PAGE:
And whether they plan to place us all inside the panopticon, or to use technology to protect and strengthen our collective, democratic, common law values."

Report of an Inquiry by the All Party Parliamentary Communications Group

Report of an Inquiry by the All Party Parliamentary Communications Group, Can We Keep Our Hands of the Net is now available and gives lots of food for thought.  They come out categorically against a 3 strikes regime in paragraph 59 on page 12, for example.
"Question 1: “Bad Traffic”
12. The first of our questions was:
Can we distinguish circumstances when ISPs should be forced to act to deal
with some type of bad traffic? When should we insist that ISPs should not be
forced into dealing with a problem, and that the solution must be found
Botnets, spam and denial of service
13. When we formulated this question, we had in mind the type of issue that the Foundation
for Information Policy Research (FIPR) was concerned about. They argued that:
In the case of bad incoming traffic, such as spam, the markets have shown that they
can cope; most ISPs now offer spam filtering. The interesting market failure occurs
with bad outgoing traffic. For example, when end-user PCs are compromised and
used to send spam or distribute malware, medium-sized ISPs often take the trouble to
identify them and clean them up, as an ISP that emits a lot of spam can find its
peering relationships at risk. But large ISPs are under no such pressure, and thus
ignore infected machines; dealing with customers costs money. This failure will not
be fixed by technology, and will require regulatory action.
14. FIPR suggested that there should be either a regime of statutory fines, or a privateaction
alternative in the form of a statutory scale of damages – similar to the scheme
introduced by the EU to enable passengers whose flights are cancelled or overbooked to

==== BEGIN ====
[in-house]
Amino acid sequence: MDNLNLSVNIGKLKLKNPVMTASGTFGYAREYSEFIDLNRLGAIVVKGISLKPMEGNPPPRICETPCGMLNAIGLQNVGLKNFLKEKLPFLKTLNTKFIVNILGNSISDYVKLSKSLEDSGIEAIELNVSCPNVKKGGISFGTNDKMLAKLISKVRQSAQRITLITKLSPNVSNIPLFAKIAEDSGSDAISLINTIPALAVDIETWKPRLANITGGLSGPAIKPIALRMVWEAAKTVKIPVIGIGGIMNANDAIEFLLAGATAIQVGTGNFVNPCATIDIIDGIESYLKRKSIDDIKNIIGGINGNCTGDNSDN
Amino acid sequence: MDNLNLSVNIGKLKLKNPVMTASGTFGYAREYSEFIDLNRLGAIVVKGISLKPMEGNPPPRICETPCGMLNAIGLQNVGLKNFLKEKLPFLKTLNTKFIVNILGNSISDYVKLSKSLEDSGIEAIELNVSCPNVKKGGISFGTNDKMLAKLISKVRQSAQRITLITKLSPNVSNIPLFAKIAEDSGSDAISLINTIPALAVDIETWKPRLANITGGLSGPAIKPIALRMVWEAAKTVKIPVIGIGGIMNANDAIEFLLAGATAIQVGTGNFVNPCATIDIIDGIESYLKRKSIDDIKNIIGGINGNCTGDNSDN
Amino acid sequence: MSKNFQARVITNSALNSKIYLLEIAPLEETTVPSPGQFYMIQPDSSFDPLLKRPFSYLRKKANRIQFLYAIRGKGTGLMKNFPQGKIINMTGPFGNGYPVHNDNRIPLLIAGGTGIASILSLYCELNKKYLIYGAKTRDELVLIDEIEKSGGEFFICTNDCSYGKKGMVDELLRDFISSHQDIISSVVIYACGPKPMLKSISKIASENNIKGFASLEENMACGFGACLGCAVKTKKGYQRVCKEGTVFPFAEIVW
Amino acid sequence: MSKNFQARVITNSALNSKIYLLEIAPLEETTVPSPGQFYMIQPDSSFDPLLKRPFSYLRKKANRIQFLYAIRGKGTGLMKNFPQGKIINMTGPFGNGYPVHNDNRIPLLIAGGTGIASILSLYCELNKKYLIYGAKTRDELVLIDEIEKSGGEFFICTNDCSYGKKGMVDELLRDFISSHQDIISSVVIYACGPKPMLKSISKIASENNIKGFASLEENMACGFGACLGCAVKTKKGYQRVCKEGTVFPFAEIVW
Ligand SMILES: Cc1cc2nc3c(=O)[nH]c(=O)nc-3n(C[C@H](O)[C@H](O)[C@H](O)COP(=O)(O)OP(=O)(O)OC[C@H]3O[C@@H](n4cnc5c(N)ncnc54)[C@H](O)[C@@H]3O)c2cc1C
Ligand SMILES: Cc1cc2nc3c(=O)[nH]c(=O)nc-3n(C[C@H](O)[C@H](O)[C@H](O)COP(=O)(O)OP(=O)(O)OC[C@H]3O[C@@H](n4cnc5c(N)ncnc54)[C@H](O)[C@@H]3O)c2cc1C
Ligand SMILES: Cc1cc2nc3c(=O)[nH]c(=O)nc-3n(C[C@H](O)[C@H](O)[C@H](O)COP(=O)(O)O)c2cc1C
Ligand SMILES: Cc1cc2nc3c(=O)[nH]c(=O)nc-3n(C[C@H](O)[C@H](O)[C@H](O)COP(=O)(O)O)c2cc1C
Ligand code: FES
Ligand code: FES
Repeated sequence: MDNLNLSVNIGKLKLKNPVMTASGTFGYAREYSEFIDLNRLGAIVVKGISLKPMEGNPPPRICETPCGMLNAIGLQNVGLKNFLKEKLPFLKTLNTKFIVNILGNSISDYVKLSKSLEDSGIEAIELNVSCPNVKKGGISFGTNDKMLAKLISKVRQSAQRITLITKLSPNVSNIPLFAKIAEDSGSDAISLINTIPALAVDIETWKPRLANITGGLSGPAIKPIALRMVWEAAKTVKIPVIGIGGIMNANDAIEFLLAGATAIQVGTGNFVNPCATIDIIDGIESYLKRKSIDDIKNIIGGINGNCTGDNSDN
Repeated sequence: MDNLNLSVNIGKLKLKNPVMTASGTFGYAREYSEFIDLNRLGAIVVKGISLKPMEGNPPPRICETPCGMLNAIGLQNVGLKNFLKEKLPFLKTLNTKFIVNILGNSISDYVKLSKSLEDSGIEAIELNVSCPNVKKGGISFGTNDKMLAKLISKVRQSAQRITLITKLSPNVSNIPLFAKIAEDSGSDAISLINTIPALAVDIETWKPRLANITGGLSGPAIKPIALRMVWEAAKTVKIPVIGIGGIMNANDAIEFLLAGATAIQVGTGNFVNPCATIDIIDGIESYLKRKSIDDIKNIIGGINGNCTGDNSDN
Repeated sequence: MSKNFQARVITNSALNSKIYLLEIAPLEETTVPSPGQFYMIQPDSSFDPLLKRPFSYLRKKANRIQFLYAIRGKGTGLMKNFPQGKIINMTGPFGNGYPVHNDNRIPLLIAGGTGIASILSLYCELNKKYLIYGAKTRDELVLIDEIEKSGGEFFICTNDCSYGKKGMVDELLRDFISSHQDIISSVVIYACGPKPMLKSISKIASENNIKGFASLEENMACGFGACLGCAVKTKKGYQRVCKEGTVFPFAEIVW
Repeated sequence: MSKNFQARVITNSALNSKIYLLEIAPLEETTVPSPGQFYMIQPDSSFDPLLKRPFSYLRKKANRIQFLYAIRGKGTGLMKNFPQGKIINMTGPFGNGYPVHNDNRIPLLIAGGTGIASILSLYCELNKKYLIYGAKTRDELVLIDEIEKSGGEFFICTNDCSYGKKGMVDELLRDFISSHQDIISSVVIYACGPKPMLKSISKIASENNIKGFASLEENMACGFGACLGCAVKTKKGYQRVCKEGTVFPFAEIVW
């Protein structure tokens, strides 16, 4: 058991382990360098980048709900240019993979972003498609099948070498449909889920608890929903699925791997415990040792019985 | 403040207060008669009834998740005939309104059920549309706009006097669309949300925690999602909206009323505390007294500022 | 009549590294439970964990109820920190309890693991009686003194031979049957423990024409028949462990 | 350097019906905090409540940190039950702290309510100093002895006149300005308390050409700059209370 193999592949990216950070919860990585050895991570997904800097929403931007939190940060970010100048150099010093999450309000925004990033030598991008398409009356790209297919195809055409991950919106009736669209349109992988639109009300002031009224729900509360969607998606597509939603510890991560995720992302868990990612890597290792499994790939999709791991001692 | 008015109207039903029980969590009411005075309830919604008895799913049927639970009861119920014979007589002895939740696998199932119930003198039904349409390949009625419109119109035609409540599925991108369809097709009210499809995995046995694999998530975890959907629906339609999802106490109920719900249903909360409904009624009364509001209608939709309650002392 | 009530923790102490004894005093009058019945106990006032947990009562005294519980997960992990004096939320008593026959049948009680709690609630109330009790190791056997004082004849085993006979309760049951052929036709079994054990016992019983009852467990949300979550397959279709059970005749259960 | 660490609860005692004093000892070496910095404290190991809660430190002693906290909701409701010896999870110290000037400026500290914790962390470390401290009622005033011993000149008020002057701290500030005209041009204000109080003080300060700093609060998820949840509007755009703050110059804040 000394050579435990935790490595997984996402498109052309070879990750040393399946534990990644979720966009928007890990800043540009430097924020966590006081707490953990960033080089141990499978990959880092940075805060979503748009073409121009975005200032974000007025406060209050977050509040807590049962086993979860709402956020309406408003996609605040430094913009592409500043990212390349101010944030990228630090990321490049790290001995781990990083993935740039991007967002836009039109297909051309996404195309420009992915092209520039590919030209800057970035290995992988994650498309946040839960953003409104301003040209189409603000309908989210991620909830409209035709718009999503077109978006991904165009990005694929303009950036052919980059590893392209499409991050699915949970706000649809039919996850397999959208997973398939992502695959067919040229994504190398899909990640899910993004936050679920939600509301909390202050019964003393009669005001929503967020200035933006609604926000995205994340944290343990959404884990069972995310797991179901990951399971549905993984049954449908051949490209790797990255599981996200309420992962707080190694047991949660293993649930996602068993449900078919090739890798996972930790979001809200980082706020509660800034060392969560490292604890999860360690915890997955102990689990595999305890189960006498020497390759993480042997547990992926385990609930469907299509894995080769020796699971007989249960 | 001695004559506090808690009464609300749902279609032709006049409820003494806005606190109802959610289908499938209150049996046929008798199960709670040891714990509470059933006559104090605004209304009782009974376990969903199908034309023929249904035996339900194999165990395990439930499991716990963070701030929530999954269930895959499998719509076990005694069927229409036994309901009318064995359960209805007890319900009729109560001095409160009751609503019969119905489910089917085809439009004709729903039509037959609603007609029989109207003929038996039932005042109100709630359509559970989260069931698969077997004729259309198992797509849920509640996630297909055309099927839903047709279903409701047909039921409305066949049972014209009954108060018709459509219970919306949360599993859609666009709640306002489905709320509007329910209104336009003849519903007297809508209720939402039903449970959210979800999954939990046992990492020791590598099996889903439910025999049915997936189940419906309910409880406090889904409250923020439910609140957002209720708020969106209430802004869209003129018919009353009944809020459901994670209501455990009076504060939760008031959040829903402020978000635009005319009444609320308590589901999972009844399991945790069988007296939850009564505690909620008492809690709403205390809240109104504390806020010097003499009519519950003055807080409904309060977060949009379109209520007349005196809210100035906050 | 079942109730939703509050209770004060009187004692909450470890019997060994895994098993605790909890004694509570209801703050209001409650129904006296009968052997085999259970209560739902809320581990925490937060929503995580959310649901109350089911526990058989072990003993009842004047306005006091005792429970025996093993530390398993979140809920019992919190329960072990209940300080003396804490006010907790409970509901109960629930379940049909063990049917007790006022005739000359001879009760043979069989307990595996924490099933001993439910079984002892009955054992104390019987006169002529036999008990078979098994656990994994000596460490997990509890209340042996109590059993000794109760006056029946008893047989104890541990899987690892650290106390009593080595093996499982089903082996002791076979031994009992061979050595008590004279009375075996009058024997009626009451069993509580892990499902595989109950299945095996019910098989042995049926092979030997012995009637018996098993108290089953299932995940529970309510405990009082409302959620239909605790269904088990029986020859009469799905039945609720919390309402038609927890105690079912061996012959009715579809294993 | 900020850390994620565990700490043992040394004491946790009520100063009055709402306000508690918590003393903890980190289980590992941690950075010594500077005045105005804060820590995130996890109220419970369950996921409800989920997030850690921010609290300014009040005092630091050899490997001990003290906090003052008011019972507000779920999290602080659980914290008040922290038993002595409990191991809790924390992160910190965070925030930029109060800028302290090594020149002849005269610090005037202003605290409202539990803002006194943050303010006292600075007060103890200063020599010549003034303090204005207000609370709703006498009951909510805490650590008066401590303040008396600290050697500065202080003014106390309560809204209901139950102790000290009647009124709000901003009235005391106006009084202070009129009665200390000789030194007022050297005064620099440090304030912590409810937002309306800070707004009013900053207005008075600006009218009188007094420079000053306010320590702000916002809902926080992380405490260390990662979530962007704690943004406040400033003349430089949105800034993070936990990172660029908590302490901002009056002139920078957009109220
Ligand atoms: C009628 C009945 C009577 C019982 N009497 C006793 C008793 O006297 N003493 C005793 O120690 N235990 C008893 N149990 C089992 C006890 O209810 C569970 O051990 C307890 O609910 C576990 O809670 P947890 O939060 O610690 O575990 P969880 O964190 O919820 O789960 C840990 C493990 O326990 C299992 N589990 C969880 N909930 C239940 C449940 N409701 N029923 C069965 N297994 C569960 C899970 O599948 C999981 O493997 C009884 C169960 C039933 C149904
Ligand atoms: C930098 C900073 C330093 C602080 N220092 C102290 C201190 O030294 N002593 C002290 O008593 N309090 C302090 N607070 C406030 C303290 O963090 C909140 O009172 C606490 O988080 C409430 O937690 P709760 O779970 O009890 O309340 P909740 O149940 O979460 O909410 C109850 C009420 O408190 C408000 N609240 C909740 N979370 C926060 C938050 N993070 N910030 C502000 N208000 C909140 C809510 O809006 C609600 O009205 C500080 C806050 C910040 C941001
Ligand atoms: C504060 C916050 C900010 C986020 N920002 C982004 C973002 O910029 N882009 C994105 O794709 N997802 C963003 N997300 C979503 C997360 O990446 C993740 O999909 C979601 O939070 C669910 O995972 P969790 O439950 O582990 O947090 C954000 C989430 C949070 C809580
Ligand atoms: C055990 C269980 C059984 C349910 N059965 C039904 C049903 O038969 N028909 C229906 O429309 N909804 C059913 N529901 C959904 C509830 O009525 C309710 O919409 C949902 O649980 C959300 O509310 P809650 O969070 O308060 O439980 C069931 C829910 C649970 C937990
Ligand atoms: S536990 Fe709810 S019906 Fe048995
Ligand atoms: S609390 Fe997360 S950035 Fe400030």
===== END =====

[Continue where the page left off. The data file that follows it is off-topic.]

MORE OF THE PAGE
get compensation. FIPR drew our attention to “Security Economics and European
Policy” a report they had written for the European Network and Information Security
Agency (ENISA) which set out this approach at greater length...
Mere Conduit
22. Andrew Cormack also drew attention to another type of disincentive for ISPs to
examine traffic:
It has been suggested that a hosting provider that attempts to detect infringing
material of any kind immediately acquires liability for all infringing material that
may be on their service, on the grounds that they have demonstrated some intent and
ability to edit and select content and are therefore no longer merely a hosting
provider but an editor. For providers that wish to remove inappropriate material
from their own services, but are aware that checking can never guarantee to detect
all problems, this potential liability can be a significant deterrent. We therefore
consider that the law needs to be clarified to ensure that a hosting service that detects
problems on its own service is in the same position as (or at least no worse than) a
service that waits to receive notice of the problems from others. Such a change would
encourage quicker removal of some types of inappropriate content
27. But to return to the general point that Andrew Cormack was making. The way in which
the “mere conduit” immunity is phrased, is that it is lost if the ISP “selects” or
“modifies” the information within a transmission. This was clearly intended to
distinguish between an organisation who generated traffic (who would not be immune
from action over what they generated), and those who just supplied the communication
pipes to carry the traffic (who would not be liable for carrying material they knew
nothing about).
28. However, this phrasing means that communication pipe suppliers who are attempting to
clean up traffic will lose their “mere conduit” immunity. Of course, this may not
immediately open up an ISP to legal action, since they may have other immunities they
can rely upon – but in such circumstances, the eCommerce Directive will not be of
assistance to them...
Illegal sharing of copyrighted material
30. Other “rightsholders”, the bodies representing the publishing, music and film industries,
had a rather different view of the extent to which “mere conduit” conferred immunity.
The Alliance Against IP Theft said:
The Committee, in its introduction to the inquiry, has suggested that ISPs have
“almost no legal liability for the traffic that passes across their networks”. We do
not believe that is strictly true with regards to copyright infringement. While ISPs
may point to the E-Commerce Directive, stating they are a “mere conduit”, rights
holders do not believe this defence is absolute. In addition, the Copyright Directive
allows copyright owners to seek injunctions, requiring ISPs to stop illegal activity on
their networks.

31. A typical view was that expressed by the British Recorded Music Industry (BPI):
Bad traffic” could arguably be used to describe the ubiquitous daily online
copyright infringement committed by peer to peer users, for two reasons.
First, it is a straightforward breach of the law for a person to upload (i.e. make